Goodman asks, “so why is he running for re-election”. Here’s a politician who doesn’t like politics and doesn’t like people?
See title. It’s good to be the top dog and enjoy all the perks. Work?
Yeah, see, that’s for the little people. I mean he’s never had to work before, why would he want too now?
But give him 4 more years, will you? He hasn’t had all the Wagyu beef he wants at this point. And it’s cool having your own airplane at your beck and call if you want to jet off somewhere for dinner. How cool? $1.4 billion cool … the cost to taxpayers to keep the president in the style to which he’s become accustomed.
The more we learn about this guy, the less he seems right for the job. Of course the past 4 years have pretty much proven that, despite Andrew Sullivan’s claim that his record is just sterling, he’s been an abject, incompetent failure. He hasn’t grown in the job, he’s shrunk. The debate performance was just his version of a shoulder shrug. He doesn’t know his job. How can he debate it?
I got a laugh out of Sullivan’s melt down though (a few actually):
And we are told that when Obama left the stage that night, he was feeling good. That’s terrifying.
It should be. The guy (and Sullivan) actually thinks he’s done a good job. Yet, as Sullivan goes on to say, somehow in one night, Obama managed to lose the 18 point lead he had among women. Gee, you think they figured out that he’s still not ready for prime time, even after 4 years of OJT?
But Sullivan does manage to ask the pregnant question of the moment:
How do you erase that imprinted first image from public consciousness: a president incapable of making a single argument or even a halfway decent closing statement?
You don’t. Not if that image is indeed the first image of the political season like it likely was for many of the almost 70 million who tuned in.
What they saw was a guy on one side who was energized, engaging and articulate. On the other side they saw the guy who is President. My guess is they concluded he really didn’t want to be President after that performance.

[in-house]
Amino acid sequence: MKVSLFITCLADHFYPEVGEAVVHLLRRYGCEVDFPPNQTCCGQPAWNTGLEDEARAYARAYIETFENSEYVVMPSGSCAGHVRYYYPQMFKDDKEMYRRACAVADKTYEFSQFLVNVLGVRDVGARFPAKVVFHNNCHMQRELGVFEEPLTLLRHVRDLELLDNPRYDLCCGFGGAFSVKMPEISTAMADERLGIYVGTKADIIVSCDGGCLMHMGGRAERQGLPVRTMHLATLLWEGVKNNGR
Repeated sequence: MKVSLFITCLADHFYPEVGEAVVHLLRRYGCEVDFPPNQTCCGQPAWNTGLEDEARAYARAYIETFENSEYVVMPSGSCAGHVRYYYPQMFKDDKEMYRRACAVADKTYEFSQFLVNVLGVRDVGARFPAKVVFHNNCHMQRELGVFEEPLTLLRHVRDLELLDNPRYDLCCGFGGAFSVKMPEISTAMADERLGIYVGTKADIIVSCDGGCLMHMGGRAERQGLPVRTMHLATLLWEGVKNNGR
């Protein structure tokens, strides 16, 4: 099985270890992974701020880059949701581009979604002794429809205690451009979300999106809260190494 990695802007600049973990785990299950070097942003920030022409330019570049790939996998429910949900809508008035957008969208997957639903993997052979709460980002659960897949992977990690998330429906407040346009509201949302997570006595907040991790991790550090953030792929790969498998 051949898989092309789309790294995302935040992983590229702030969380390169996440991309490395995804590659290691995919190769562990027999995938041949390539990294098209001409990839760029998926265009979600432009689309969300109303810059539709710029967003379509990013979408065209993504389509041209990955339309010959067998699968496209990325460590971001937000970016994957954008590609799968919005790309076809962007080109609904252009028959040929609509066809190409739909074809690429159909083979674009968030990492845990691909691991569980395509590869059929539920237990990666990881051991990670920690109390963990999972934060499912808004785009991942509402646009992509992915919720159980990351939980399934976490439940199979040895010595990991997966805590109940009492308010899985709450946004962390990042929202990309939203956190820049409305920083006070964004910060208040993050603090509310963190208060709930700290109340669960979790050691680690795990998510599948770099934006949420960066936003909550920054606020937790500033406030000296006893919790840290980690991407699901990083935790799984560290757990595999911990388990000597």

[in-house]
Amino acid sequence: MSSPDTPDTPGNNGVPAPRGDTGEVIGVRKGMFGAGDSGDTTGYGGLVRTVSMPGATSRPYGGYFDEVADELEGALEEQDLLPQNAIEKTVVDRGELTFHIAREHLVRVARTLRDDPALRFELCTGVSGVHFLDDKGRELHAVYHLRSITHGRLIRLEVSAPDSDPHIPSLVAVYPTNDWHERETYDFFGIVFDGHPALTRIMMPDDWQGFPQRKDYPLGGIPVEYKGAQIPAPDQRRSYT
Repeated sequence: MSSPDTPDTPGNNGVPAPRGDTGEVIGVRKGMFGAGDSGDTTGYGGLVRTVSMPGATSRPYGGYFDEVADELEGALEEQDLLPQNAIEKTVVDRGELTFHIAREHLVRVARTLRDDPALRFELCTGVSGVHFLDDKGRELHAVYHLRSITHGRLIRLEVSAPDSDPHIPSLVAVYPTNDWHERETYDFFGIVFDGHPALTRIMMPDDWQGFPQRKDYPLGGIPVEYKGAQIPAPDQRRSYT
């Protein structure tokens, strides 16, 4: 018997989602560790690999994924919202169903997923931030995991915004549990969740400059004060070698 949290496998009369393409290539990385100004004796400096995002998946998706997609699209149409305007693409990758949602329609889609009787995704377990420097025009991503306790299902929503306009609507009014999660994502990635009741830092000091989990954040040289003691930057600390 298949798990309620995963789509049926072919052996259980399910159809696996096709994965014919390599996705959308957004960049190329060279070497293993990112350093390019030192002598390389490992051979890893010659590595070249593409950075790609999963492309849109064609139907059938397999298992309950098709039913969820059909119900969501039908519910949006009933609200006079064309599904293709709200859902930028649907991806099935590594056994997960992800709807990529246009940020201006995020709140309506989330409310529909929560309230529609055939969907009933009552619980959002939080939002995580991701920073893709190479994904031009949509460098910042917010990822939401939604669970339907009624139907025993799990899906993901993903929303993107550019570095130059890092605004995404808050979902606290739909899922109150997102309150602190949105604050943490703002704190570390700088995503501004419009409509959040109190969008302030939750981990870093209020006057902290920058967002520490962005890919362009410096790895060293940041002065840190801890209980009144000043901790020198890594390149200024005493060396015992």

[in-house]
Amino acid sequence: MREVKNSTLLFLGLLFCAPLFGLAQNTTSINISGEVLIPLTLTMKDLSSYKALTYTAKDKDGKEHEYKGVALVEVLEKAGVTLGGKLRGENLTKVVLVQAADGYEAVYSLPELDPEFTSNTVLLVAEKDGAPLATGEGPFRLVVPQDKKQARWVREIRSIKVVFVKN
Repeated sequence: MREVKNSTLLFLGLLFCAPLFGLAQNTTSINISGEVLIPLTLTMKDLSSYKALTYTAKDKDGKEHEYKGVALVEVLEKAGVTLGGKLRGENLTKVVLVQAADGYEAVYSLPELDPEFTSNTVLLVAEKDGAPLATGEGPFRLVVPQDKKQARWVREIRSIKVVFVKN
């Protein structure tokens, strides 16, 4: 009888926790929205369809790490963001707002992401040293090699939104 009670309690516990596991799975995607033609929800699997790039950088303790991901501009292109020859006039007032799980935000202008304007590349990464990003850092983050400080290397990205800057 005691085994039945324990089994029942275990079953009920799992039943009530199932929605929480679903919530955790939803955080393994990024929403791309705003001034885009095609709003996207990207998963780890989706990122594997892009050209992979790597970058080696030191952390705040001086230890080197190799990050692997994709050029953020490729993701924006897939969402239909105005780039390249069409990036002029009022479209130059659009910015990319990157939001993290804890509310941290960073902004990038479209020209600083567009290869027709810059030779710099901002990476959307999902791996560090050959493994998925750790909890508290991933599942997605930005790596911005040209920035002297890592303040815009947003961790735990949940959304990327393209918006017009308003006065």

I think they’re probably right.
Or, as Michael Moore said, “that’s what you get for having John Kerry as a debate coach”.
It appears the debate went pretty much in Mitt Romney’s favor last night, and, as you would see if you watched MSNBC’s Morning Joe, they’ve suddenly “discovered” MItt Romney. I know it must be a shock that their made up Romney didn’t show up last night.
More interesting? There appears to have been a clear winner last night:
According to a CNN/ORC International survey conducted right after the debate, 67% of debate watchers questioned said that the Republican nominee won the faceoff, with one in four saying that President Barack Obama was victorious.
“No presidential candidate has topped 60% in that question since it was first asked in 1984,” says CNN Polling Director Keating Holland.
While nearly half of debate watchers said the showdown didn’t make them more likely to vote for either candidate, 35% said the debate made them more likely to vote for Romney while only 18% said the faceoff made them more likely to vote to re-elect the president.
More than six in ten said that president did worse than expected, with one in five saying that Obama performed better than expected. Compare that to the 82% who said that Romney performed better than expected. Only one in ten felt that the former Massachusetts governor performed worse than expected.
Now the poll only reflects debate watchers and not all Americans, but then the debates are aimed at, well, debate watchers, aren’t they?
One of the things I take away from the numbers is the 82% that say Romney performed better than expected actually got to see and judge Mitt Romney for themselves last night and not through the filter of the media.
We talked about that sort of thing on the podcast. How America watched the debate between Ronald Reagan and Jimmy Carter, when Reagan was lagging in the polls, and apparently decided that night that Reagan was acceptable as President.
Did that happen last night for those that tuned in?
Did Romney get a check-mark beside “acceptable” for the job?
Probably so. As for Obama’s performance? Well, here are a few words from his supporters:
- Commentator and blogger Andrew Sullivan might have captured the collective reaction best with this tweet, “Look, you know how much I love the guy, and how much of a high-info viewer I am, but this was a disaster for Obama.”
- On MSNBC, talk show host Chris Matthews asked incredulously, “Where was Obama tonight?” He suggested that the president take some cues from the liberal voices on the cable channel. “There’s a hot debate going on in this country. Do you know where it’s being held? Here on this network is where we’re having the debate. We have our knives out. We go after the people and the facts. What was he doing tonight? He went in there disarmed.” Obama failed to put any points on the board by not bringing up Romney’s controversial “47 percent” remark or his work at Bain Capital, Matthews complained, while Romney “did it just right,” keeping a direct gaze on Obama as he spoke, ignoring moderator Jim Lehrer’s mild-mannered attempts to cut him off and treating he president like “prey.” Matthews said, “What was Romney doing? He was winning.”